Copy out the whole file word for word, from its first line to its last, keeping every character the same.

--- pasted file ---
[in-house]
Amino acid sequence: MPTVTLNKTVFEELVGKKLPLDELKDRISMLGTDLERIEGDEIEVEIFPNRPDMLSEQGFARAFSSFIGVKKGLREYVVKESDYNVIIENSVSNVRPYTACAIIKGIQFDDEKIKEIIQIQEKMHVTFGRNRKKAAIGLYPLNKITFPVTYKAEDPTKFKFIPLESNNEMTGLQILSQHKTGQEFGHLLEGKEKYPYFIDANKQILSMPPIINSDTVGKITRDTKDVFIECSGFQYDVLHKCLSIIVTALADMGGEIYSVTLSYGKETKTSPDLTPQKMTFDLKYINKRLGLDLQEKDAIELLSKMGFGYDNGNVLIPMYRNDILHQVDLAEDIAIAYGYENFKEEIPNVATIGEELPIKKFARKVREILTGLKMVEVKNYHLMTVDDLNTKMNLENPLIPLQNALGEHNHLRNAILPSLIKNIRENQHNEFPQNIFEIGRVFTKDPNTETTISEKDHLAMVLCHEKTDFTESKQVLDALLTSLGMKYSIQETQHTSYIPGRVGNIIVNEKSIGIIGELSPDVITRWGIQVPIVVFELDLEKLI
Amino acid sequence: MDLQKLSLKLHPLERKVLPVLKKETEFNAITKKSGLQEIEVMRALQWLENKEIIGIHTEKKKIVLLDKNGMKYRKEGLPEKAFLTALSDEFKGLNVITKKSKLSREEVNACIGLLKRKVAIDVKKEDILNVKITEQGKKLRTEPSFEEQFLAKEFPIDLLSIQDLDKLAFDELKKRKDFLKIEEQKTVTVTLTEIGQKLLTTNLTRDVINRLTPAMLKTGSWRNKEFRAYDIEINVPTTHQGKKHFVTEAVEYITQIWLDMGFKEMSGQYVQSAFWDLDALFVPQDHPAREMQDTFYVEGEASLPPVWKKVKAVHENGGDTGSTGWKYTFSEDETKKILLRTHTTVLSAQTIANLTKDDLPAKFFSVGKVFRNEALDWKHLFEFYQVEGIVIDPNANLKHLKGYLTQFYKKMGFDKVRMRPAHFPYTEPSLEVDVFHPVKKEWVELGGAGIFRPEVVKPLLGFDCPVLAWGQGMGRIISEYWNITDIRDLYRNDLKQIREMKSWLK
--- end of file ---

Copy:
[in-house]
Amino acid sequence: MPTVTLNKTVFEELVGKKLPLDELKDRISMLGTDLERIEGDEIEVEIFPNRPDMLSEQGFARAFSSFIGVKKGLREYVVKESDYNVIIENSVSNVRPYTACAIIKGIQFDDEKIKEIIQIQEKMHVTFGRNRKKAAIGLYPLNKITFPVTYKAEDPTKFKFIPLESNNEMTGLQILSQHKTGQEFGHLLEGKEKYPYFIDANKQILSMPPIINSDTVGKITRDTKDVFIECSGFQYDVLHKCLSIIVTALADMGGEIYSVTLSYGKETKTSPDLTPQKMTFDLKYINKRLGLDLQEKDAIELLSKMGFGYDNGNVLIPMYRNDILHQVDLAEDIAIAYGYENFKEEIPNVATIGEELPIKKFARKVREILTGLKMVEVKNYHLMTVDDLNTKMNLENPLIPLQNALGEHNHLRNAILPSLIKNIRENQHNEFPQNIFEIGRVFTKDPNTETTISEKDHLAMVLCHEKTDFTESKQVLDALLTSLGMKYSIQETQHTSYIPGRVGNIIVNEKSIGIIGELSPDVITRWGIQVPIVVFELDLEKLI
Amino acid sequence: MDLQKLSLKLHPLERKVLPVLKKETEFNAITKKSGLQEIEVMRALQWLENKEIIGIHTEKKKIVLLDKNGMKYRKEGLPEKAFLTALSDEFKGLNVITKKSKLSREEVNACIGLLKRKVAIDVKKEDILNVKITEQGKKLRTEPSFEEQFLAKEFPIDLLSIQDLDKLAFDELKKRKDFLKIEEQKTVTVTLTEIGQKLLTTNLTRDVINRLTPAMLKTGSWRNKEFRAYDIEINVPTTHQGKKHFVTEAVEYITQIWLDMGFKEMSGQYVQSAFWDLDALFVPQDHPAREMQDTFYVEGEASLPPVWKKVKAVHENGGDTGSTGWKYTFSEDETKKILLRTHTTVLSAQTIANLTKDDLPAKFFSVGKVFRNEALDWKHLFEFYQVEGIVIDPNANLKHLKGYLTQFYKKMGFDKVRMRPAHFPYTEPSLEVDVFHPVKKEWVELGGAGIFRPEVVKPLLGFDCPVLAWGQGMGRIISEYWNITDIRDLYRNDLKQIREMKSWLK